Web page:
Don't follow sheepWhy is PRINCE2 so commonly asked for from employers who do not use the method?

Because it is a buzzword – PRINCE2 has been very well marketed over the years, and as such it has gained popularity within the PM field. Just like MP3 players are referred to as iPods, not all are actually the genuine article but the fantastic marketing of Apple has ensured iPod is a household name for personal music playing devices. Therefore if you look up project management on search engines – you guessed it, PRINCE2 pops up straight away. I can understand to a point why employers will then assume that this is the standard for PM professionals but more education is required for the hiring managers to ensure they are not losing out on exceptional candidates just because they don’t tick that box. The use of PINO (Prince In Name Only) needs to be addressed after years of use and a better understanding of what structures are used (and required) still needs clarifying when writing job descriptions.

There are a number of project management specific recruitment agencies available in the UK – if you are an employer who is looking for a new project management professional to join the team, it is well worth talking to one or more as a sounding board and to assist you in understanding your actual needs.

 

Why PMP Designation will Definitely Add More Weight to Your CV

With companies across the world looking for smart, cost-efficient and time-saving options for their projects, the project management professional (PMP) certification has become a must for the professional planning to build a long-term and successful career in project management fields. You may be already working as a project manager or aspiring to become a project manager, the PMP designation will help you in getting both lucrative job offers and recognition from the prospective clients and employers. You have to invest some amount of time, efforts and money to clear the professional certification exam administered by the Project Management Institute (PMI). But once you clear the exam and obtain the certification, it will definitely make your CV more impressive and weighty.

Beat Your Competitors: Nowadays, thousands of jobseekers apply for a single job vacancy. So you must possess professional skills and expertise that differentiate you from others. When a prospective employer is interviewing you for a job opening, you can use the PMP designation as an advantage. As many professionals find it difficult to pass the certification exam, the designation will highlight your skills and knowledge on key project management topics. So you can use the PMP certification as a smart tool to beat the stiff competitor.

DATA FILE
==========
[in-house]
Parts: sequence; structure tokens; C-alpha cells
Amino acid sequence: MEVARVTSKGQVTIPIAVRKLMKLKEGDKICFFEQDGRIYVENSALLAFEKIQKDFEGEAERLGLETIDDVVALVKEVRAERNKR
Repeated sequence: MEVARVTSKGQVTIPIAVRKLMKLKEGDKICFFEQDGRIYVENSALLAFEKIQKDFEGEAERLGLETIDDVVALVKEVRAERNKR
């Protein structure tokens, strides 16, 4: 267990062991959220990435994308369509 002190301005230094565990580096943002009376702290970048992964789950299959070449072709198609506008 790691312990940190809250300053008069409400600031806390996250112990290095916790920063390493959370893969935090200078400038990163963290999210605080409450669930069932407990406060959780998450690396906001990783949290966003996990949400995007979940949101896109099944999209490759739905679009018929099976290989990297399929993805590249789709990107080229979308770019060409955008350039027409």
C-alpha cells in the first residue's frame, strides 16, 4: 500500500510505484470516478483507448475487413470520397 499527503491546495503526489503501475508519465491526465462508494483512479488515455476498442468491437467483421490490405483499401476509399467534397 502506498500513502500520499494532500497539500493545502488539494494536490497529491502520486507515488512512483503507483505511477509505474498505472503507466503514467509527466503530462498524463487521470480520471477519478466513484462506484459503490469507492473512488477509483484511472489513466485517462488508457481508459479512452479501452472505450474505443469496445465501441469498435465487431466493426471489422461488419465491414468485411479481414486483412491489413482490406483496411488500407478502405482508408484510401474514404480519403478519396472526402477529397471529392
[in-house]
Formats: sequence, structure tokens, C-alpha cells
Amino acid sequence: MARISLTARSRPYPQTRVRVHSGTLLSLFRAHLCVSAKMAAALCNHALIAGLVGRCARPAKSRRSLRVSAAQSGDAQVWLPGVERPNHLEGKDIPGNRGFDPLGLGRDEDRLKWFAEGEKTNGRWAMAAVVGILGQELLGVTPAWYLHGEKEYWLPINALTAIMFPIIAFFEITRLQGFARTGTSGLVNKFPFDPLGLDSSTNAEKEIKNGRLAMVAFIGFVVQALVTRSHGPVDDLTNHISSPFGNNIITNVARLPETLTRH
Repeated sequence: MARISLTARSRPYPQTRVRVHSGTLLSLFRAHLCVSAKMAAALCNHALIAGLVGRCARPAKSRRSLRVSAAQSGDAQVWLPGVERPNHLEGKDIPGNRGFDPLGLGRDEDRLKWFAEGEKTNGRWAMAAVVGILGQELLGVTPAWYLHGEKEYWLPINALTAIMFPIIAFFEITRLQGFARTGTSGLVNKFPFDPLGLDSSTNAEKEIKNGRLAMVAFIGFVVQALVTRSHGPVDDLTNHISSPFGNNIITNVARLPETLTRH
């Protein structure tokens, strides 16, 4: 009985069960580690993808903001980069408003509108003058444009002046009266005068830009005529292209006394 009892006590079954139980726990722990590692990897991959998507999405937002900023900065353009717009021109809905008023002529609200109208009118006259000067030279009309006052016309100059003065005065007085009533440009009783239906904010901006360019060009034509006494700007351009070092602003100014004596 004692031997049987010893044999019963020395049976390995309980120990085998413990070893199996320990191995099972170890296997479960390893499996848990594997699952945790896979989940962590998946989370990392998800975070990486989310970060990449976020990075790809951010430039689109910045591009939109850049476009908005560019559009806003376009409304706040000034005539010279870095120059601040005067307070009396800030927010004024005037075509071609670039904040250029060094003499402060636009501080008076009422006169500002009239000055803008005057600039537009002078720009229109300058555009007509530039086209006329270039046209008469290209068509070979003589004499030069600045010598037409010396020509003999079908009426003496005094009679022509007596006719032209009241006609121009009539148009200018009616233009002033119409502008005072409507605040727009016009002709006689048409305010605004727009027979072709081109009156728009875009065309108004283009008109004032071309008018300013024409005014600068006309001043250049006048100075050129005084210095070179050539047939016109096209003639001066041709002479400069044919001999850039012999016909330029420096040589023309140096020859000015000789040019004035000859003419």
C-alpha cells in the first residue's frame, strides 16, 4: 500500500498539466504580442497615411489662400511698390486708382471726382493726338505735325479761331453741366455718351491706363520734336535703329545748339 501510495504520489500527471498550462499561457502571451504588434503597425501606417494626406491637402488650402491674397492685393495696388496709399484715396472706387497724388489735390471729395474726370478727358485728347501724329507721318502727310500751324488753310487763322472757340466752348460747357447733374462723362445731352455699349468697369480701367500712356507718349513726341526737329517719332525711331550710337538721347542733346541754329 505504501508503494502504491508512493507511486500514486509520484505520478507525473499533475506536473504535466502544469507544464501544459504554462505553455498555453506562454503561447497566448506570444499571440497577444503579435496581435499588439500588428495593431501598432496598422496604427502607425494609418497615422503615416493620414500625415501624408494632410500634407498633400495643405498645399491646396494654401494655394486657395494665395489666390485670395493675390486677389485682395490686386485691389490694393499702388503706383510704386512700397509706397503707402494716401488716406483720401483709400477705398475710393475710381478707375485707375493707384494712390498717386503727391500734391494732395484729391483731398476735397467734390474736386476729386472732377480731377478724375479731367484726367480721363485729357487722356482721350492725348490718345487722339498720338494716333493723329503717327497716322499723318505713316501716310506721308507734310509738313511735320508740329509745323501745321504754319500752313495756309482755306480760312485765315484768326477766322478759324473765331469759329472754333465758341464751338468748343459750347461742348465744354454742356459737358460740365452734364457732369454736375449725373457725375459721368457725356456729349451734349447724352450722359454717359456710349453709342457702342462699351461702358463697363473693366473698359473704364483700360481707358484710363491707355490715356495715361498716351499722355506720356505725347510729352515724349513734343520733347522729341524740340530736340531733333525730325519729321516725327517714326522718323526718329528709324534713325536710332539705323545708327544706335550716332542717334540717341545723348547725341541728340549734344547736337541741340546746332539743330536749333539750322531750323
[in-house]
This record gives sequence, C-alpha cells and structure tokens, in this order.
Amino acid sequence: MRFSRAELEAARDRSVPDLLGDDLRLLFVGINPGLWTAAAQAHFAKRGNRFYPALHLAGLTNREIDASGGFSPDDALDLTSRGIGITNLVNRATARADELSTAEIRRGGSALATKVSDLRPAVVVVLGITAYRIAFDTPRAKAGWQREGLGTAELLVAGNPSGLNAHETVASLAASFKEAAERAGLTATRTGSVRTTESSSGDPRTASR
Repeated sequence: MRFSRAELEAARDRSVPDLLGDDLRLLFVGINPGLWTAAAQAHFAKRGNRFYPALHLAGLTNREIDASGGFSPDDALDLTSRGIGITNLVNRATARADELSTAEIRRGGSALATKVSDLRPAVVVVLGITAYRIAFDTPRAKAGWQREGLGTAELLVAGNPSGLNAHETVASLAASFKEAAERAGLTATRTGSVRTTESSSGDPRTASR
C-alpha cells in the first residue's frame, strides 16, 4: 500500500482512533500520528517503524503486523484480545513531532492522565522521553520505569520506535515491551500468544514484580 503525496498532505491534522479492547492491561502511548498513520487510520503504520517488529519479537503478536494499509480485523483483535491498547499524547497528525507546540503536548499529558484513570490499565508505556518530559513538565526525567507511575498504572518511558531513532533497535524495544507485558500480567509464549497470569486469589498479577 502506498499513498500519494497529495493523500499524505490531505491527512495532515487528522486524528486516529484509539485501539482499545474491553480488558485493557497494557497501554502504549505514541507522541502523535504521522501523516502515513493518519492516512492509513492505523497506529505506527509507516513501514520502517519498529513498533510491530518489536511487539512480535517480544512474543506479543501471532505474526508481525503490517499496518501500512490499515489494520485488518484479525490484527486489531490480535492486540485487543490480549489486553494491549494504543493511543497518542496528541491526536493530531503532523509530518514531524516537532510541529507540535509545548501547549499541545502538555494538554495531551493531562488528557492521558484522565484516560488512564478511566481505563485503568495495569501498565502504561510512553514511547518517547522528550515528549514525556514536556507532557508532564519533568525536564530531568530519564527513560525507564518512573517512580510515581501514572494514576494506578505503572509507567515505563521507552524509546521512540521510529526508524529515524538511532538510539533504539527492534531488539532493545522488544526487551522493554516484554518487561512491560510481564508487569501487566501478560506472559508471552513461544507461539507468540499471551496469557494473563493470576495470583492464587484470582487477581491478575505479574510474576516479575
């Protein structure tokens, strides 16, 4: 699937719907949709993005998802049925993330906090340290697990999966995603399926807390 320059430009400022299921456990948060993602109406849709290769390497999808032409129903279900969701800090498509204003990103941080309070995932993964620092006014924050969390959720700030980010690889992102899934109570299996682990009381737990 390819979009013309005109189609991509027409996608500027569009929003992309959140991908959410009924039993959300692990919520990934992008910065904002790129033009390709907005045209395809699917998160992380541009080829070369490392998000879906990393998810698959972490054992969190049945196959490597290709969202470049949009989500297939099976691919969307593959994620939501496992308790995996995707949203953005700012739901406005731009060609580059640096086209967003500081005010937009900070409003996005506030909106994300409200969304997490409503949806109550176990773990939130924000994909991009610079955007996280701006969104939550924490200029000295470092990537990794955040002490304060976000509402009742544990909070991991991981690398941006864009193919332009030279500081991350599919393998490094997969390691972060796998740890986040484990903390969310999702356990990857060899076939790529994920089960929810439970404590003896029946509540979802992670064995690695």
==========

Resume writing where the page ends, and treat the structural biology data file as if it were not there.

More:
PM people

Global Recognition: Each professional has to frequently explore options to get appreciation and recognition from his employer, client and peer. The PMP designation is recognized in various parts of the world. Also, the credential is considered as the global standard for the project managers. So the professional credential will definitely help you in getting recognition from various sources. As you have to prepare thoroughly to clear the tough certification exam, the process will give you confidence to meet various job interviews.

Acquiring Fresh Skills and Knowledge: Once you obtain the PMP certification, it will remain current for three years. You have to complete continuing education training requirements to maintain and renew the designation. As per the PMI guidelines, a PMP designation holder has to earn 60 professional development units (PDUs) every three years to keep his credential current. So the certification will indicate your knowledge on some of the latest project management concepts and methodology. When your mention the professional certification on your CV, it will convey your professional skills and advanced knowledge.

Better Marketability: Despite possessing adequate experience and skills, many project managers fail to negotiate for a higher pay package. Many employers will hesitate to hire you for the managerial positions, if you are not able to convince them about your ability and skills to manage projects. But the PMP credentials will make it easier for you to market your skills. As the designation is recognized as a global standard, you will not be required to put extra efforts in convincing your employer or client. The designation will further help you in offering your professional services as a consultant or freelance project manager.

Added Experience and Competence: The pay package of a professional increase with his experience. But often experienced professionals fail to negotiate for the desired salary. Many employers consider the job aspirant has expertise on certain aspect of project management. They also feel the candidate lacks adequate skills to manage a wide variety of projects. But when your professional experience is backed with the designation, you can definitely negotiate for better position and salary.